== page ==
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Five myths about the common cold
While virtually everyone has had
one, myths about how you catch
and deal with a cold persist. Here
are five of the most common ones:
Cold weather causes colds
Colds are caused by viruses, not
cold temperatures. Colds may
seemmore frequent in the fall and
winter, but experts say that this
is mostly because cold weather
drives us inside where we’re in
close proximity, and it’s also when children return to school.
While wrapping up for warmth may not protect you from a
cold, avoiding close contact with those who are infected is a
good idea.
You can catch a cold if you go outside with wet hair
Forgetting to dry your hair before you step outside may
make you feel the chill, but a wet head will not increase
your chances of catching a cold. Again, colds are caused by
viruses, so regular hand-washing and avoiding touching
your face are the best ways to prevent colds.
Antibiotics can treat a cold
There is no cure for the common cold, which is caused by
many viruses. These viruses are relatively harmless and colds
generally go away on their own, but you can get some relief
from cold symptoms by drinking plenty of fluids, resting
and gargling with warm salt water. Cold symptoms typically
appear within three days of the virus entering your body,
and they last for about a week.
Loading up on vitamin C can help stave off a cold
There is no evidence to support the claim that vitamin
C supplements shorten colds. They can be good for you,
but they don’t affect cold viruses. In fact, too much of the
supplement can cause diarrhea or stomach cramps. The
herbal remedy Echinacea has also not been proven to fight
You should avoid milk and other dairy products when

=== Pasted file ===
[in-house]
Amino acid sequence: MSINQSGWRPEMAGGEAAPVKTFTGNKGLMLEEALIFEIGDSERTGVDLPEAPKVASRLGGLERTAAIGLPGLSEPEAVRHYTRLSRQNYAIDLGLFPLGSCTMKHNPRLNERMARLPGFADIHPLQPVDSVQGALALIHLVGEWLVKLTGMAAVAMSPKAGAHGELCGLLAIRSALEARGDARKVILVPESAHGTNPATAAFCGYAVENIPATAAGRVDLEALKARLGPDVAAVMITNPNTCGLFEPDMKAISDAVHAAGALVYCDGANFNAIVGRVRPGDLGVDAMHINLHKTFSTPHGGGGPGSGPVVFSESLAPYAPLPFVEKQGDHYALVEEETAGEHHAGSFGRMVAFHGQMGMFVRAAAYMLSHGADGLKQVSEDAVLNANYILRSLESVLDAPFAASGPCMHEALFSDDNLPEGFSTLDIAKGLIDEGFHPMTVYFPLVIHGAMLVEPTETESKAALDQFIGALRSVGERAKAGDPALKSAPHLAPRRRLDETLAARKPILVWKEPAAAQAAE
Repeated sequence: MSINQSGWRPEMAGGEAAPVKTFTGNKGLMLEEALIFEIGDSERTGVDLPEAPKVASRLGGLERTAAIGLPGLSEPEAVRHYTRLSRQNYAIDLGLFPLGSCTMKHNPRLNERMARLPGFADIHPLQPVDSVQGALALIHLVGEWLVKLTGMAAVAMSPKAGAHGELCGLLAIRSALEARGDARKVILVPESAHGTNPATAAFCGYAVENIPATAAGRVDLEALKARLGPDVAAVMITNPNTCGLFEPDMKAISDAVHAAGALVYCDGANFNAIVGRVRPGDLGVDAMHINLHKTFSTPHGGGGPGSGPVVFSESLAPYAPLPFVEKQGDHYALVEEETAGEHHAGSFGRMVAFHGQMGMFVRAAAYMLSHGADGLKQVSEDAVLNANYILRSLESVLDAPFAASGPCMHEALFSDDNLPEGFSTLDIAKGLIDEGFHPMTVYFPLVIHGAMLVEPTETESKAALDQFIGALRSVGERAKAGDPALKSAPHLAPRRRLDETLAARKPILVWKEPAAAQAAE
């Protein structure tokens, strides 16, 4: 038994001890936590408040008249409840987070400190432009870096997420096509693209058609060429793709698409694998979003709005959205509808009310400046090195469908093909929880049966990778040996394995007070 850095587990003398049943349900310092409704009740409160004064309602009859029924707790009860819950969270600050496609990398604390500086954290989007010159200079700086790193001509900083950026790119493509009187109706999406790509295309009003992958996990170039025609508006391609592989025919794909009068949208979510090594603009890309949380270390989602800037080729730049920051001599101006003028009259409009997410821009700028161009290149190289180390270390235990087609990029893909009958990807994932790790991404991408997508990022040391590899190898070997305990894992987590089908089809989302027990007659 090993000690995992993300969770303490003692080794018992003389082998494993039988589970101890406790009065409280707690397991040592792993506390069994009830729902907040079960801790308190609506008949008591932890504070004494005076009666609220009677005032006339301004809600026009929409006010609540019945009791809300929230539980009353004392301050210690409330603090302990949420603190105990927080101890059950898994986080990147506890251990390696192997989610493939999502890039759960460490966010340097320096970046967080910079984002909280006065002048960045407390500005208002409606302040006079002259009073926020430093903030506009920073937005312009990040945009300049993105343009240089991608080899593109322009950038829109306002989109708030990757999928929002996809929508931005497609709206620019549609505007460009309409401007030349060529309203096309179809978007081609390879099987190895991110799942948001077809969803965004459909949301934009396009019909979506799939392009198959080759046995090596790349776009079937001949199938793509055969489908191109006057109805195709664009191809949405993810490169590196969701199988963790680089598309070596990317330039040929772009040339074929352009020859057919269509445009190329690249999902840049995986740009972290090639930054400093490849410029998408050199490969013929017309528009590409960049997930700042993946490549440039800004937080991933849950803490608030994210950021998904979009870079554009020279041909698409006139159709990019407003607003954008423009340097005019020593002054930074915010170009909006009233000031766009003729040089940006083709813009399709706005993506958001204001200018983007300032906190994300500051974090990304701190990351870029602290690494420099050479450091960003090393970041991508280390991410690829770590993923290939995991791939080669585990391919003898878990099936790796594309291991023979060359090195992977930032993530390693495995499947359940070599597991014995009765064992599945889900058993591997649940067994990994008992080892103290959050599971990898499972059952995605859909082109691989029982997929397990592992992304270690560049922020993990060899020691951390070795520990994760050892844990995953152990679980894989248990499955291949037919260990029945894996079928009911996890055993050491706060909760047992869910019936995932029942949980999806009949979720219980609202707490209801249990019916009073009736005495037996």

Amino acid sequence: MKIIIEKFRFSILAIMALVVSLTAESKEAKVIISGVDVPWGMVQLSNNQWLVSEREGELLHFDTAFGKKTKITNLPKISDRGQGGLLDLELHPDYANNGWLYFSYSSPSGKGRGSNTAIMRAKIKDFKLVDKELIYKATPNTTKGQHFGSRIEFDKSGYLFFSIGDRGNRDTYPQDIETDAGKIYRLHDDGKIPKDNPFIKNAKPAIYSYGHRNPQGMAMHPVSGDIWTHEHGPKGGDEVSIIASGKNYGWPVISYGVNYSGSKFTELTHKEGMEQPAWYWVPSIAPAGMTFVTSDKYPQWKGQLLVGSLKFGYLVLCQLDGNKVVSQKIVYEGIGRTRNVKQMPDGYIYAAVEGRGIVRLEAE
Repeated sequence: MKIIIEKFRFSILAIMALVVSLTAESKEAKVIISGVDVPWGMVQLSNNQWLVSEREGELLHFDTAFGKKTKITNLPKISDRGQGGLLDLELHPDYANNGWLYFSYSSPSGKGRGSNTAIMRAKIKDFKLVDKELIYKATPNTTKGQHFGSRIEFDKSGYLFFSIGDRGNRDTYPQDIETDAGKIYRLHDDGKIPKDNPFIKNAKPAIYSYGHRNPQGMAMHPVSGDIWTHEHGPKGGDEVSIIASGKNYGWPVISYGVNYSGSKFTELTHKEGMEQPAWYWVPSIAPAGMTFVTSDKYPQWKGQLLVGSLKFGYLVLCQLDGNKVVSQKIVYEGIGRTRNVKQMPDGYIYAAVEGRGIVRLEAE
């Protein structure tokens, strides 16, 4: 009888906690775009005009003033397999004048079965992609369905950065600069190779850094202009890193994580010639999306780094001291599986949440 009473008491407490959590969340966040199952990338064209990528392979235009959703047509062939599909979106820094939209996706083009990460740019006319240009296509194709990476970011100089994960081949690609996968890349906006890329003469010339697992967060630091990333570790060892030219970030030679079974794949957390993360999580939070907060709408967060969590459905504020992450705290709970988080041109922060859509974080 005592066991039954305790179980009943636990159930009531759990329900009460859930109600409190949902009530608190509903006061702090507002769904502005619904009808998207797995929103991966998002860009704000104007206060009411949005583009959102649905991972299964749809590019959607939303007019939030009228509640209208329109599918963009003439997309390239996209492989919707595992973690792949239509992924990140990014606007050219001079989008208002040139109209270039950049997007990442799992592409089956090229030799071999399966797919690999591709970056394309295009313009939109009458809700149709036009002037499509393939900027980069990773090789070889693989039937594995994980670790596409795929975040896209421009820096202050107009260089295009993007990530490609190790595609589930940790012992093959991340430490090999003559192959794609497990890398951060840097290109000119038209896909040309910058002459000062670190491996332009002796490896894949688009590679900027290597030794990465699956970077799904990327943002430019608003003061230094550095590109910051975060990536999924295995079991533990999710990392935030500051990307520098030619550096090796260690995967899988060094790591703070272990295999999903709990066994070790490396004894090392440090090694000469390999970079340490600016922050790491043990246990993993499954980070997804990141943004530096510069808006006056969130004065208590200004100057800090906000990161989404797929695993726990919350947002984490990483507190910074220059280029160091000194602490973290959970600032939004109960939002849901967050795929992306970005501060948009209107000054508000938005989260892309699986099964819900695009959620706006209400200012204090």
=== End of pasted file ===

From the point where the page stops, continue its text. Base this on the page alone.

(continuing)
you have a cold
Dairy products do not cause a buildup of mucous or
aggravate your cold as many people believe. Staying well-
hydrated can relieve your cold symptoms and drinking milk
will not have a negative effect on your cold. In fact, what
you may want to avoid is citrus juices if you have a cough,
because the acids in the citrus can make your symptoms
Does The Flu Shot Curb
Heart Disease?
In two separate studies presented at
the Canadian Cardiovascular Congress,
researchers say that the influenza vac-
cine may reduce the risk of heart-related
disease and death by as much as 50%. This
supports current recommendations that
individuals at high risk for flu-related com-
plications, including people with heart disease, get vaccinated.
In one of the studies, lead study author Dr. Jacob Udell – a
cardiologist at Women’s College Hospital and the University of
Toronto – and his research team reviewed four studies involv-
ing flu vaccines and heart health. The studies included 3,227
participants, half of whom had confirmed heart disease. Half of
the participants received the influenza vaccine and half were
inoculated with a placebo. After one year, those who received
the flu vaccine had a 50% reduced risk of suffering major
cardiac events (such as heart attack and stroke) and a 40%
reduced risk of heart-related death.